WASHINGTON — The substantial declines in teen pregnancy over the last 20 years have saved the country billions of dollars, a sign that President Donald Trump’s recent cuts to teen pregnancy prevention programs could end up costing the government in increased spending on safety net programs for teen moms, a pregnancy prevention group said Wednesday.
“Now more than ever, our political climate and rhetoric is particularly polarized,” Power to Decide researcher Kelleen Kaye said. “Having objective empirical data that emphasizes the importance of prevention is particularly compelling, because even though there’s been a lot of progress, we still have a long way to go.”
The Department of Health and Human services cut $213.6 billion in grants to teen pregnancy prevention programs in July 2017.
In November, HHS granted $10 million to pregnancy prevention programs that include abstinence research.
In July, the Department of Health and Human Services cut $213.6 million for grants to teen pregnancy prevention programs across the country working on statistics-based approaches. In November, HHS announced a $10 million research grant endeavor to improve pregnancy prevention programs, including efforts that promote abstinence, although that means the programs still faced significant net reductions in funding.
The organization behind the recent findings, Power to Decide, released a report last week that said declines in teen pregnancy led to a $4.4 billion savings in 2015 alone, the most recent year for which data was available. Kelleen Kaye said the group started this research over two years ago, and she hopes this report underscores the importance of continuing teen pregnancy prevention programs in today’s political climate.
Power to Decide estimates that each unplanned teenage birth costs $16,000.
In 2015, the U.S. avoided 428,000 unwanted teenage births, resulting in significant cost reduction.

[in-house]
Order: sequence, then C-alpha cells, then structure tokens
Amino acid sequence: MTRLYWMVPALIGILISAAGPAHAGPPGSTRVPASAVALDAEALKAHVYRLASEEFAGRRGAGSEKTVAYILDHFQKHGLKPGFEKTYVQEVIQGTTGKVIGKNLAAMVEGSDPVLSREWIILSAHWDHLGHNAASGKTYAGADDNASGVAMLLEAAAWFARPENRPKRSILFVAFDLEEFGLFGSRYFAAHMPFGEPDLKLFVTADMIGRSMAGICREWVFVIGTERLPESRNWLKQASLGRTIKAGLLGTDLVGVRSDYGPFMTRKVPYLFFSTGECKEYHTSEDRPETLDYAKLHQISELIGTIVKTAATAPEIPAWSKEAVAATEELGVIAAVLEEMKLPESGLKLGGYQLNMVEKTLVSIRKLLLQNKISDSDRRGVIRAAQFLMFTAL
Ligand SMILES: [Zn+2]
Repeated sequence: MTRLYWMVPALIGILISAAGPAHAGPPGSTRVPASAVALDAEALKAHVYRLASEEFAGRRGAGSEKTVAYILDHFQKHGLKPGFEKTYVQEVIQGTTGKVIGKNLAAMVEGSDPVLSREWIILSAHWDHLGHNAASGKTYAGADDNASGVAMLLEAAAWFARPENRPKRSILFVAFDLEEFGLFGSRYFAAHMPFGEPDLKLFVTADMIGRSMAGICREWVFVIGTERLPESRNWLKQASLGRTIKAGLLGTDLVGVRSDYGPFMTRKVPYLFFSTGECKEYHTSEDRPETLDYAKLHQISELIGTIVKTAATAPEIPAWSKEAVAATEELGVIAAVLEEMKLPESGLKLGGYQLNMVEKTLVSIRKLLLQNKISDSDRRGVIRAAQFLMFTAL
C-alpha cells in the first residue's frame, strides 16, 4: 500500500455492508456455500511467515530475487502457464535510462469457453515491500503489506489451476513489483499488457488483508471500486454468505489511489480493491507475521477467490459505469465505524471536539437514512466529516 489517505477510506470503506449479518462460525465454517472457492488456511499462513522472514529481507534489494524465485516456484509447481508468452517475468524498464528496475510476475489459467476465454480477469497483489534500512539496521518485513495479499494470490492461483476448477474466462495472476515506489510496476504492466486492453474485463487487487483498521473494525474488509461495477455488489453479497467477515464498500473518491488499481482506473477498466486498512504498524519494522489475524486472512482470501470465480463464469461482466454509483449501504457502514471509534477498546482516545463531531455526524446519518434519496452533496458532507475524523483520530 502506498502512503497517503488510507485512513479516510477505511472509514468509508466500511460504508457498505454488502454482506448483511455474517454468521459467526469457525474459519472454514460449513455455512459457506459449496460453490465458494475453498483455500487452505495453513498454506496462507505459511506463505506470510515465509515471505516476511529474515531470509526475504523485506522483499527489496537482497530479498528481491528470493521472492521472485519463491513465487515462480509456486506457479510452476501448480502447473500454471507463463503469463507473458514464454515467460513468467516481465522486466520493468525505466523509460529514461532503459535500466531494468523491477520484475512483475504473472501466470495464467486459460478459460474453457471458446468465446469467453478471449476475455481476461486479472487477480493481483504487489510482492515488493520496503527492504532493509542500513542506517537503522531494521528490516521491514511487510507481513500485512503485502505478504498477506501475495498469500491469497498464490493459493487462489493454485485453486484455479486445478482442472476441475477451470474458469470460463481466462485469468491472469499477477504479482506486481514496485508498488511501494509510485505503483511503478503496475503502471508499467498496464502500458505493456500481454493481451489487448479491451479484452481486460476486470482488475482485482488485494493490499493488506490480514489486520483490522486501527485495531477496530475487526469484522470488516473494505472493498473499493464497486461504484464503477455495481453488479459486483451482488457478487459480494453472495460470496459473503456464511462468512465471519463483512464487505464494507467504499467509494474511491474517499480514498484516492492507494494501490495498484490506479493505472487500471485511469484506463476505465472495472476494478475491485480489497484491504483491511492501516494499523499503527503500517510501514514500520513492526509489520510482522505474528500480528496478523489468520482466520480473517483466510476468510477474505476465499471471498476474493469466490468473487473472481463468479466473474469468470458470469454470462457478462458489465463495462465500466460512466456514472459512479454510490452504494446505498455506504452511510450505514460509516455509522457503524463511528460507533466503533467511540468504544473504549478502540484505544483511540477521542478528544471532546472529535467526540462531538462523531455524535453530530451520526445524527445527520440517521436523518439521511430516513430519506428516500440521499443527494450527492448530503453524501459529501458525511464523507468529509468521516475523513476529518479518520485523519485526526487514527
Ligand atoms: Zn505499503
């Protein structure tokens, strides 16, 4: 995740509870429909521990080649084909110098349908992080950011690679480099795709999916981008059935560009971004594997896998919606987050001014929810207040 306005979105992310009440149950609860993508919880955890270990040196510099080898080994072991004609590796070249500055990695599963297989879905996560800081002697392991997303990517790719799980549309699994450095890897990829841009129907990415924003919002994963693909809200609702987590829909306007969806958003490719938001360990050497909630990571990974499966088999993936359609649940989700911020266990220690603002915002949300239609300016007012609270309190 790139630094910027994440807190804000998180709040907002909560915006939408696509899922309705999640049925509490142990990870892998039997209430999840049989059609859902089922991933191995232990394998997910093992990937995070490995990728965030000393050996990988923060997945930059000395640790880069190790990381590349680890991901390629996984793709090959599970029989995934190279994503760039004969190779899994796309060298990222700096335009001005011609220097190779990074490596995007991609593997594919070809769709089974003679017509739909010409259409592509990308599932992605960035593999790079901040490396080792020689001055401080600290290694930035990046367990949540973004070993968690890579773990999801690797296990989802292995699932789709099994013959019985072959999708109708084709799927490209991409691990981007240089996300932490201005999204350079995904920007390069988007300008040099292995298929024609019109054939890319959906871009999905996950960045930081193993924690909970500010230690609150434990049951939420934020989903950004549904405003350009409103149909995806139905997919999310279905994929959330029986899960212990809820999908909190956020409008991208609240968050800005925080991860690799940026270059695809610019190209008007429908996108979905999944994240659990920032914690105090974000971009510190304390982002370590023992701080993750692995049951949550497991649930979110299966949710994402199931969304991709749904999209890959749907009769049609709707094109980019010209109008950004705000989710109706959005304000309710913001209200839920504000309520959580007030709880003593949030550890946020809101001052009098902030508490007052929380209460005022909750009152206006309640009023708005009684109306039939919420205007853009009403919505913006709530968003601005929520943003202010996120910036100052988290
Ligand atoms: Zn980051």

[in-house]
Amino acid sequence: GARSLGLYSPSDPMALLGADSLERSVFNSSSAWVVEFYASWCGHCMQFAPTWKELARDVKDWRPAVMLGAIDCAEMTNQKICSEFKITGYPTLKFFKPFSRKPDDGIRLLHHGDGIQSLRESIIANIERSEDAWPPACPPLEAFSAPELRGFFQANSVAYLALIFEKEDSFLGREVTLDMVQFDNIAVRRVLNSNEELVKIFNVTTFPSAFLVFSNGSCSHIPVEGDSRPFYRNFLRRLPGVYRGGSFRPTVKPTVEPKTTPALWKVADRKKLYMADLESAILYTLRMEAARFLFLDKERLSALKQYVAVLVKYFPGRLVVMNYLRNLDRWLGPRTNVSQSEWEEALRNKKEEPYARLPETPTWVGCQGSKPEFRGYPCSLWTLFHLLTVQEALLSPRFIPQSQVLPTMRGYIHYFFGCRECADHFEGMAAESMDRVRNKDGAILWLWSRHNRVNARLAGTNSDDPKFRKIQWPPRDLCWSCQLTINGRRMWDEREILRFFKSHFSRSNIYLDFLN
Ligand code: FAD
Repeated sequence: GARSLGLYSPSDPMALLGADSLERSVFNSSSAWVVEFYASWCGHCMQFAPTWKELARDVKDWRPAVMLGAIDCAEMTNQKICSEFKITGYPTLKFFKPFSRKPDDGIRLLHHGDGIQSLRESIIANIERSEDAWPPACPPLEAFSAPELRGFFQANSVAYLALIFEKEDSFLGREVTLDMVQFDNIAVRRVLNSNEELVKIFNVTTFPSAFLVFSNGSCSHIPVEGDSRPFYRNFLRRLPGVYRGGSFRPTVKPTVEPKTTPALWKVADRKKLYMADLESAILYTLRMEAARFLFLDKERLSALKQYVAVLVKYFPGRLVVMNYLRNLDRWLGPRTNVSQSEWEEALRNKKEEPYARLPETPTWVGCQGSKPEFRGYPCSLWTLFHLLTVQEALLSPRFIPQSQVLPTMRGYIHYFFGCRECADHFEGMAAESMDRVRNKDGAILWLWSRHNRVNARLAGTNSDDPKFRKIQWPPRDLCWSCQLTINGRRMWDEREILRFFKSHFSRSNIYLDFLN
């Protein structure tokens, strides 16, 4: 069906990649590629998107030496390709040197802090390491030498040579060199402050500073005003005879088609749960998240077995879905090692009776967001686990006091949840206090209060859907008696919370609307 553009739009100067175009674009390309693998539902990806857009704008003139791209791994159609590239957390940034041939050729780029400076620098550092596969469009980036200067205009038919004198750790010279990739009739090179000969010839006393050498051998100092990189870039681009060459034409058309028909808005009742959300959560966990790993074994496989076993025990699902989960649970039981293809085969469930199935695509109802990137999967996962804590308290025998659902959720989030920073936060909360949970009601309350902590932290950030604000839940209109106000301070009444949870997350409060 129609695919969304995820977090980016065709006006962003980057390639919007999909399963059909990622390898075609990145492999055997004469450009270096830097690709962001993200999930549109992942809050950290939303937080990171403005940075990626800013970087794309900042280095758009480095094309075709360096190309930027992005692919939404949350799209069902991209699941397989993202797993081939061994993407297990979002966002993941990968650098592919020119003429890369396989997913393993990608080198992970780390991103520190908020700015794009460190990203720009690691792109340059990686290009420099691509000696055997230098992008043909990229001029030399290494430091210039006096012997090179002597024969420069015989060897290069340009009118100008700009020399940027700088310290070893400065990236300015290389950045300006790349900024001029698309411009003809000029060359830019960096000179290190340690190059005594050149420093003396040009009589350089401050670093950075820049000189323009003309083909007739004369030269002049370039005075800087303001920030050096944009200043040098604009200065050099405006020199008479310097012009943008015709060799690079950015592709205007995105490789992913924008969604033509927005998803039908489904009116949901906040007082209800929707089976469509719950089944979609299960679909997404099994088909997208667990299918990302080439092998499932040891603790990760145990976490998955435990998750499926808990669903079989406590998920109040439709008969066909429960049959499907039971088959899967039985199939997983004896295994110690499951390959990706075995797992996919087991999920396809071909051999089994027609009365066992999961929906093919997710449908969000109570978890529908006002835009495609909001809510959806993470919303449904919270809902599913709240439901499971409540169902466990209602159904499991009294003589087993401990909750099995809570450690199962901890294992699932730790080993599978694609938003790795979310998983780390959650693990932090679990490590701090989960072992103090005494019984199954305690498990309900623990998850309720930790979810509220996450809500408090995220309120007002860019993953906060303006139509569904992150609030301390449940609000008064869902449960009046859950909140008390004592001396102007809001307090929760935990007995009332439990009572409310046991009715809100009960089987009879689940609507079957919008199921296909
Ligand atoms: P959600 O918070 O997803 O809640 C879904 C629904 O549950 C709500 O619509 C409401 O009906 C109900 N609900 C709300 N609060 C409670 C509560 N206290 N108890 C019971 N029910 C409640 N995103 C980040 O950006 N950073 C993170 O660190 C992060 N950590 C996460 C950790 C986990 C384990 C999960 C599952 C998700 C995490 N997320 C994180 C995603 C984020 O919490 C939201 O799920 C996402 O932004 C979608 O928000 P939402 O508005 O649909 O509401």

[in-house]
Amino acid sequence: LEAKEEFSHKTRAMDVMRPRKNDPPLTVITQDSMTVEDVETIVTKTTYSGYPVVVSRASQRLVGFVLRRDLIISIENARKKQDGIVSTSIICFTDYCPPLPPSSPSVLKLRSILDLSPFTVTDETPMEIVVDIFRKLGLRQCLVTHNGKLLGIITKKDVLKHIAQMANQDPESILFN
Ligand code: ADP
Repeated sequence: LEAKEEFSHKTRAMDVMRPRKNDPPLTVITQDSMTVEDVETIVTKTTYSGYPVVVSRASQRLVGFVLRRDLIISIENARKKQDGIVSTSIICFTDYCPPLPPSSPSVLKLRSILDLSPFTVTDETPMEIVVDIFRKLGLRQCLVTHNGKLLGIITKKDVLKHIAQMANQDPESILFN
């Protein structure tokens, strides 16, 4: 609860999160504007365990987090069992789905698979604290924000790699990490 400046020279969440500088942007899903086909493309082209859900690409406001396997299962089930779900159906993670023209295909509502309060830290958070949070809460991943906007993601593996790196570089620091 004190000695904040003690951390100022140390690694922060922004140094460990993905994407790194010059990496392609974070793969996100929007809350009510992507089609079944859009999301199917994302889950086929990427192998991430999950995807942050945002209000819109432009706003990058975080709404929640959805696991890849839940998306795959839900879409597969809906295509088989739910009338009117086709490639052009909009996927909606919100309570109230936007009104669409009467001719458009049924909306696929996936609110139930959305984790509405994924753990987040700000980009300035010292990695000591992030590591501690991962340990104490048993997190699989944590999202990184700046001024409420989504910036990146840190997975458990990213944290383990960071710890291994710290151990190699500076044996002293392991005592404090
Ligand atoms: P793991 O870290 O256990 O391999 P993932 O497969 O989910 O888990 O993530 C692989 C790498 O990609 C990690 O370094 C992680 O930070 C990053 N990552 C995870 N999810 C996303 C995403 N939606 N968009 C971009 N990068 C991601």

The research quantified the cost of providing medical and economic support during pregnancy to be $16,000 per teen birth in 2015. It estimated that prevention programs averted 428,000 births based on trends since 1991, and nearly 75 percent of those avoided births would have required the use of public programs – resulting in the consequent savings when those births were avoided.
“Prevention pays off,” Power to Decide CEO Ginny Ehrlich said on a teleconference. “Prevention is an investment that saves money in the long run, and it allows young people to live their best lives.”
The $16,000 per-birth cost, according to Power to Decide researchers, covers prenatal, labor, delivery and postpartum care for the mother and one year of infancy care for the child. These expenses are often covered by programs such as Medicaid, Women Infant and Children, Temporary Assistance for Needy Families and the Supplemental Nutrition Assistance Program.
But some researchers caution against looking at these raw numbers in an overly simplistic way. Duke University Economics Professor V. Joseph Hotz pointed out that while declines in teen pregnancy may have contributed to government savings in public health programs, society may be paying the cost elsewhere, such as in the form of the costly earned income tax credit policy.
“This may come off as, ok, public health costs went down,” Hotz said. “But did society pay more? We really need to do the total cost-benefit analysis.”
The EITC is a tax subsidy for low-income families, and larger credits are available to families with more children. According to the libertarian Cato Institute, the EITC puts a $60 billion cost on other taxpayers. While most of the EITC beneficiaries were not teenage mothers, Hotz points out that this may be one way society is offsetting the $4.4 billion it’s saving in public health programs designed to help with teenage childbirth.
The number of sexually active teens declined by 16 percent between 1988 and 2015.
Dr. Michael New, an associate scholar at the pro-life Charlotte Lozier Institute, agreed that reductions in teen pregnancy can have beneficial economic effects. However, he criticized the study for failing to acknowledge that declines in teenage sexual activity also contributed to declining teenage pregnancy rates. According to the Centers for Disease Control and Prevention’s National Survey for Family Growth, between 1988 and 2015 the percentage of teenage boys who had had sex fell from 60 percent to 44 percent.
Despite contentions over the data’s implications, Power to Decide said that the substantial strides prevention programs have made in preventing teen childbirth have improved society. The number of teens who had unplanned births dropped 64 percent between 1991 and 2015, the group said, and mainly credited increased contraception access and education.